Friday Finds - Walkyland - Monika Fosberg

Today's Friday Finds features WALKYLAND - the illustrative world of Monika Fosberg who has an incredibly distinctive, decorative style. I met Monika on line and in person through the Make Art That Sells course we both took part in and it became clear early on that she has a highly recognisable style that is truly unique to her. And she is also prolific!!

© Monika Fosberg
When did you start your business and why? Did you plan how you started meticulously or was it almost accidental? Tell us your story of how WALKYLAND came to be!
I had left the art world for a few years (trained as an animator, made films, freelanced and lectured) and then returned via craft making (went through the phases of jewellery making-knitting- crocheting-embroidery-basket weaving) before coming back to drawing at around the time my youngest son was born.

I decided to learn everything from scratch and so for a year I just drew what I saw, observational pen and ink sketches of houses trees, and people I saw when out and about with my littlest son (him asleep in the sling on my hip). I kept posting my stuff on fb it became sort of a journal/diary and most of it wasn't very good but I had fun and i think that was appreciated. Then I moved onto drawing doodles in really bright colours ,monsters and patterns, drawing things that didn't mean anything or had any point to them, they were pure doodles. 

Two Blue Pigs ©Monika Fosberg

At the same time I was commissioned to make an animation for Channel 4 ('Mummy needs gin') and it was nice to return to animation, to tell a story and to make something from idea to finished 3 minute film with sound and pictures. Animation is crazy and extremely time consuming and quite a long process and with kids it's hard to dedicate the time needed to be a full-time animator. When the film was finished an illustrator friend and I decided to become commercial, to take our art seriously and we set about sharpening up and get a grip and sort our websites out and at around the same time I came across Lilla Rogers 'Make art that sells' e-course. I couldn't afford it but kept going back and looking at the blurb about the course and it sounded really good and I ended up signing up. And this was a turning point in my life.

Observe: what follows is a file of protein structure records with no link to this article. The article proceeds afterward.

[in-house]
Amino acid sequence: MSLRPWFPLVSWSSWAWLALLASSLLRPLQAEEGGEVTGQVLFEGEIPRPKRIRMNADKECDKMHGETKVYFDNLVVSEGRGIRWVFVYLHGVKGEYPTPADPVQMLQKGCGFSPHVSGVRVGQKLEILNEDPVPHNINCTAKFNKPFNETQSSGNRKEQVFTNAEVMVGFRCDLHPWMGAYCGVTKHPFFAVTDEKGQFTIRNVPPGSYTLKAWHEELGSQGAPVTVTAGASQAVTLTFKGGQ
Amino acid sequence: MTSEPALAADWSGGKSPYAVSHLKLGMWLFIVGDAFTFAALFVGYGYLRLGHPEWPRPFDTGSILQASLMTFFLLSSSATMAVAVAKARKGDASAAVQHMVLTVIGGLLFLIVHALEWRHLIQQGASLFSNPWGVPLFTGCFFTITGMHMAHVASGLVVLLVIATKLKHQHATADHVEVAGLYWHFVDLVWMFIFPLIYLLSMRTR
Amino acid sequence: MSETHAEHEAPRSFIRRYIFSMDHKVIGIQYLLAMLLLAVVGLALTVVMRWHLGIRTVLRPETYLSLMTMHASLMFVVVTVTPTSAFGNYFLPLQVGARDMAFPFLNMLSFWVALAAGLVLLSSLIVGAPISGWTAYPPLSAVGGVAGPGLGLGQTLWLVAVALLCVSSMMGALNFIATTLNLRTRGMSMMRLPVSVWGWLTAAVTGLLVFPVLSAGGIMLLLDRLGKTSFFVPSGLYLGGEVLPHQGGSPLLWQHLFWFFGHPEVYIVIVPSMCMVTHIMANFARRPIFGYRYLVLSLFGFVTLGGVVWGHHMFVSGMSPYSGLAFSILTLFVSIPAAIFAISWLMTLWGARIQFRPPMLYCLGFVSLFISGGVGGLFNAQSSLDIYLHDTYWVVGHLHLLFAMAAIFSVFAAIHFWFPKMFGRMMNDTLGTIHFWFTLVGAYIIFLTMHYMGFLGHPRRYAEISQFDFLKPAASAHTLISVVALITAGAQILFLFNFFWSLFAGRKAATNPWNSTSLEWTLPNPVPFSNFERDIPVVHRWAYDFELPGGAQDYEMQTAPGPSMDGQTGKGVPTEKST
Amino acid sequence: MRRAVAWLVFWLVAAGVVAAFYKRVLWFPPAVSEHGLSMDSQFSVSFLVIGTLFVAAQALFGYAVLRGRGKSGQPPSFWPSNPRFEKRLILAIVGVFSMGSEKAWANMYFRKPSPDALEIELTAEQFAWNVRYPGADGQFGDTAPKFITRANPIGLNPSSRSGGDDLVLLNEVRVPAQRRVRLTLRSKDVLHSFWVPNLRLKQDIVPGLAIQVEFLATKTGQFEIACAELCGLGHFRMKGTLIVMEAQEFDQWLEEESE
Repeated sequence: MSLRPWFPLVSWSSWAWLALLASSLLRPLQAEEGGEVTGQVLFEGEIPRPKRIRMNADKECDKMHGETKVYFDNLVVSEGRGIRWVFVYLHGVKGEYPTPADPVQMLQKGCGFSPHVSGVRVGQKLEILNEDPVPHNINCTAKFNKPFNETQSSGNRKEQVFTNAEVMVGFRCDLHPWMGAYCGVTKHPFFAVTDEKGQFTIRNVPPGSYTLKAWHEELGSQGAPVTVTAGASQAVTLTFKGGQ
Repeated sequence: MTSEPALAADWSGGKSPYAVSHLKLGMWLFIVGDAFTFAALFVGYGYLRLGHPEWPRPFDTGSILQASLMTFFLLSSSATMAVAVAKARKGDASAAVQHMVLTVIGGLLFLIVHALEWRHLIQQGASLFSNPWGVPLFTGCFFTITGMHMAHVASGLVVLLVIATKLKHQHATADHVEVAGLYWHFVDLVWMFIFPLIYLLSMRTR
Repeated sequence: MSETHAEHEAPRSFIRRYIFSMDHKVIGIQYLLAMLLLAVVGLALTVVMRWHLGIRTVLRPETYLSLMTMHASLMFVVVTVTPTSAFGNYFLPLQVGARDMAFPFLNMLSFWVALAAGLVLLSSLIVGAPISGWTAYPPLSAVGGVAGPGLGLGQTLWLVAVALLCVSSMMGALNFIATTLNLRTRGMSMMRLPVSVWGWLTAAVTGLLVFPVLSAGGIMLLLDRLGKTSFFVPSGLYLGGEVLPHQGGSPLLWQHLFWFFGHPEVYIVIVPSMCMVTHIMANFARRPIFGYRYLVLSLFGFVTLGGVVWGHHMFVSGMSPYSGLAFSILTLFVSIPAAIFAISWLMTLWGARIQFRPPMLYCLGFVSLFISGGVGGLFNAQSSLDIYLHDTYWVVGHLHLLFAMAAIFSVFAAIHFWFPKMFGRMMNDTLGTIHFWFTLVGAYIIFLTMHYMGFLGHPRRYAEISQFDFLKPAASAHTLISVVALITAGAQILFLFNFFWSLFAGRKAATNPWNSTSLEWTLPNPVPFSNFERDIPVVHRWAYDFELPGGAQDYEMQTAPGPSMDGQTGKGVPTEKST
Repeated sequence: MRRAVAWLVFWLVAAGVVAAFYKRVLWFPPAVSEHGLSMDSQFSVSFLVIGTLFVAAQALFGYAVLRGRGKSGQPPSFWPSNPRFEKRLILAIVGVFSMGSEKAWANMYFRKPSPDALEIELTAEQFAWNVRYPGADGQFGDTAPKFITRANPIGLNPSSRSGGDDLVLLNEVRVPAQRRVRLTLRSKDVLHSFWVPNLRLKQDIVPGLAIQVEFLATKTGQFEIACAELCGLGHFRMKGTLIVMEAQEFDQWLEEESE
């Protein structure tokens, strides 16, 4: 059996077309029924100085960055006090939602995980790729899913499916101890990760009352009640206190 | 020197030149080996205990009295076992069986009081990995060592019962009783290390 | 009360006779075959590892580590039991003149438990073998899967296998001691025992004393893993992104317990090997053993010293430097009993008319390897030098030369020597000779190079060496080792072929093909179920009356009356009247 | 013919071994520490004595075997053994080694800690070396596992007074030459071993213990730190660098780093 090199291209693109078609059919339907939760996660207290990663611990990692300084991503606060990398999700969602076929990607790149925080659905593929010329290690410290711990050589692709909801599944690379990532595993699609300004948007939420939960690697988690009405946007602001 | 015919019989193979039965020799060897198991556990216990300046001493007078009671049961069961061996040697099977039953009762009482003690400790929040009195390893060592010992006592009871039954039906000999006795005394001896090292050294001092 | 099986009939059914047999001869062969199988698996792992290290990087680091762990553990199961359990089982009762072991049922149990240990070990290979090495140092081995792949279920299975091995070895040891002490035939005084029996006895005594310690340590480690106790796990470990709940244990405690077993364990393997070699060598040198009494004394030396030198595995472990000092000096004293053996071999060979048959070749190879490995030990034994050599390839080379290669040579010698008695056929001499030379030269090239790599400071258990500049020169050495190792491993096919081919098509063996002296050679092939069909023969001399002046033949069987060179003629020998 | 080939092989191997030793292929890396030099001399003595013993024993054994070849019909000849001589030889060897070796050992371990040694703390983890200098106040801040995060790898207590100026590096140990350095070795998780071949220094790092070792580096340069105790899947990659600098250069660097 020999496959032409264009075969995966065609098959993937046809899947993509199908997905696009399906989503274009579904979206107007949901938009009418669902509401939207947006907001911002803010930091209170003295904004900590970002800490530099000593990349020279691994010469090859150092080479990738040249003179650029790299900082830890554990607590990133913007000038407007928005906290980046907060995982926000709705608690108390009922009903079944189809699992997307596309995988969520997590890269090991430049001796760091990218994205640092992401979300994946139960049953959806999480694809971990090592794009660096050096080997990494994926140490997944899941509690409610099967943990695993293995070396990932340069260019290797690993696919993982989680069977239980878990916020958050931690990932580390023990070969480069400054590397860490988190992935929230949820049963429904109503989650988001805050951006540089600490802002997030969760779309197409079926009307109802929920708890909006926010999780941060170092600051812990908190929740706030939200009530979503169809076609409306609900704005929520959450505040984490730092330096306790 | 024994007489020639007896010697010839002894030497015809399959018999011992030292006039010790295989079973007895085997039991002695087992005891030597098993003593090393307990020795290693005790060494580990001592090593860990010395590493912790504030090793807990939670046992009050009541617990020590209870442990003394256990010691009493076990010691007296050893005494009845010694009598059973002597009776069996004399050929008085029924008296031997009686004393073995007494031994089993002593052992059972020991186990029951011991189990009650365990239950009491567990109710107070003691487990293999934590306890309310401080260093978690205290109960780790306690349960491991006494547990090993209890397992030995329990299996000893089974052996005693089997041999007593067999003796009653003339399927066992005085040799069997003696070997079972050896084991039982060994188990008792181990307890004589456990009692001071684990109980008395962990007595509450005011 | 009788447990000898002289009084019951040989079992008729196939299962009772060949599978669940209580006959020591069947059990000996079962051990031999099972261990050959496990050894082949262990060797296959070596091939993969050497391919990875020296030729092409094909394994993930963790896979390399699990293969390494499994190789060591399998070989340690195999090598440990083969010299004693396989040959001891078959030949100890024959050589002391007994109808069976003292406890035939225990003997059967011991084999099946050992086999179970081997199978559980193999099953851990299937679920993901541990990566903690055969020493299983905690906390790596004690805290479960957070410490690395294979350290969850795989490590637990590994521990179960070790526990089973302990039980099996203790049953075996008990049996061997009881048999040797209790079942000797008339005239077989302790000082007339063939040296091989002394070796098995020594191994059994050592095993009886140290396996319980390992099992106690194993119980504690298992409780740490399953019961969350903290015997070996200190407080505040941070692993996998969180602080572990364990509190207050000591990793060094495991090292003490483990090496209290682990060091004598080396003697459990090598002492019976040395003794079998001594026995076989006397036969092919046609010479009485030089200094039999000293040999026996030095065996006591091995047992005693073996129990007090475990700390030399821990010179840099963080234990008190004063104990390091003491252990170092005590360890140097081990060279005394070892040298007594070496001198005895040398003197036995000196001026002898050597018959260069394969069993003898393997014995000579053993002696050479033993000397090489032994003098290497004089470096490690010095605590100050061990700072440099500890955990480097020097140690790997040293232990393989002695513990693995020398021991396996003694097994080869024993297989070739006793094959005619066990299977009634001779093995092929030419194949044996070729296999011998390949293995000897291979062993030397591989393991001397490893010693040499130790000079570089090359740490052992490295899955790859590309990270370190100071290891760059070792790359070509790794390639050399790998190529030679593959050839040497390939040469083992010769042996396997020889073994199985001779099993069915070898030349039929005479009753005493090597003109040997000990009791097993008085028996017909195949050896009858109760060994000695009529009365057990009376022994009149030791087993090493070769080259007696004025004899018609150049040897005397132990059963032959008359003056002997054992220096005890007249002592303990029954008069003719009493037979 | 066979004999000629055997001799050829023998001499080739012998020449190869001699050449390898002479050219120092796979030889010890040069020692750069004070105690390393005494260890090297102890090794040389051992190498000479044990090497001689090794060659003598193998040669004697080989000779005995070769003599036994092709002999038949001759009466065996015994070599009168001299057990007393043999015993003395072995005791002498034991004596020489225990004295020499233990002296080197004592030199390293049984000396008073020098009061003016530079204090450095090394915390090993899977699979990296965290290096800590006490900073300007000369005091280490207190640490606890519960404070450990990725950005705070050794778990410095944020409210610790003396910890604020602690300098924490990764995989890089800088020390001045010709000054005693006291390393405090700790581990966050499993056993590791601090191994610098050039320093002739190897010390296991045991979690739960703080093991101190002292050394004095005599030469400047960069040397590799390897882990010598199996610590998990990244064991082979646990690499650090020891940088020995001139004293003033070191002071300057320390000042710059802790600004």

I learnt more in five weeks than I was taught 5 years at university and maybe being as old as I am now I'm no longer stubborn and reluctant to change but gave myself wholeheartedly into the assignments, looked at what I was doing and noticing what worked and what didn't. And I found an amazing artist community, beautiful supportive and talented.

Trio © Monika Fosberg

Did things take off immediately or has it been a slow burn?
I always had it as a goal that I would having a flourishing career by the time my son started nursery. I reckoned that 3 years would be about the right time it'd take to build up skills, confidence and client base and I'm not far off the mark. My son started nursery in January and my drawing career (rather than animation career) is starting to take off. i'm not a millionaire and not yet making lots of money but I am successful. Do you do your business part time or full time? 

I work the 3 hours my son is at nursery every day (actually sitting down drawing/making) and i draw at night and in truth probably spend all waking hours thinking about stuff and observing the world, looking,thinking wondering, collecting. 

Amended Butterfly © Monika Fosberg

Do you intend to grow your business into something much bigger or are you happy with it as it is and why? 

For the money earnt making the C4 film I invested it all in a new computer and other equipment and the guy (Curtis) at the mac store asked me what I was gonna use my computer for (so he could find the right one, a computer that was suited to my needs) and I said I was building an empire. So yes. Definitely growing.
If this is your full time job do you mind saying what your approximate turnover is annually (before costs and expenses)?

Less than 15k and every spare penny goes into the "business" so I'm still a LONG LONG LONG way away from being finically successful.